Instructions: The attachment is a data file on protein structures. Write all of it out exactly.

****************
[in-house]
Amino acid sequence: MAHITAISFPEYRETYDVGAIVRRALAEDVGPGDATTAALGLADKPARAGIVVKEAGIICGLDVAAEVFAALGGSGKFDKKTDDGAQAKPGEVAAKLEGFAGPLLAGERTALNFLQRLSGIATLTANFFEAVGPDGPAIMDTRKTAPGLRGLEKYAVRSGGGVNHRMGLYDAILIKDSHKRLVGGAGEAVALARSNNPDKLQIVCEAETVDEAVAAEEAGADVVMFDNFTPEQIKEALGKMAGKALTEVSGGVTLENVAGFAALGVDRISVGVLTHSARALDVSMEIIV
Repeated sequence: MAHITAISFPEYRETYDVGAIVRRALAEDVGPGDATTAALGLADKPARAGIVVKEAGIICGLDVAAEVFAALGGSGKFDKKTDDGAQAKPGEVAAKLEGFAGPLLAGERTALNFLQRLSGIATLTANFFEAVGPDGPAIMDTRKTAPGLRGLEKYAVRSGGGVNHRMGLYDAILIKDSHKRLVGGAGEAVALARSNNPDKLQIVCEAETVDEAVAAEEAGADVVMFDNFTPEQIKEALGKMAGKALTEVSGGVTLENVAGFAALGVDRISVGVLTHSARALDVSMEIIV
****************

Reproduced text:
[in-house]
Amino acid sequence: MAHITAISFPEYRETYDVGAIVRRALAEDVGPGDATTAALGLADKPARAGIVVKEAGIICGLDVAAEVFAALGGSGKFDKKTDDGAQAKPGEVAAKLEGFAGPLLAGERTALNFLQRLSGIATLTANFFEAVGPDGPAIMDTRKTAPGLRGLEKYAVRSGGGVNHRMGLYDAILIKDSHKRLVGGAGEAVALARSNNPDKLQIVCEAETVDEAVAAEEAGADVVMFDNFTPEQIKEALGKMAGKALTEVSGGVTLENVAGFAALGVDRISVGVLTHSARALDVSMEIIV
Repeated sequence: MAHITAISFPEYRETYDVGAIVRRALAEDVGPGDATTAALGLADKPARAGIVVKEAGIICGLDVAAEVFAALGGSGKFDKKTDDGAQAKPGEVAAKLEGFAGPLLAGERTALNFLQRLSGIATLTANFFEAVGPDGPAIMDTRKTAPGLRGLEKYAVRSGGGVNHRMGLYDAILIKDSHKRLVGGAGEAVALARSNNPDKLQIVCEAETVDEAVAAEEAGADVVMFDNFTPEQIKEALGKMAGKALTEVSGGVTLENVAGFAALGVDRISVGVLTHSARALDVSMEIIV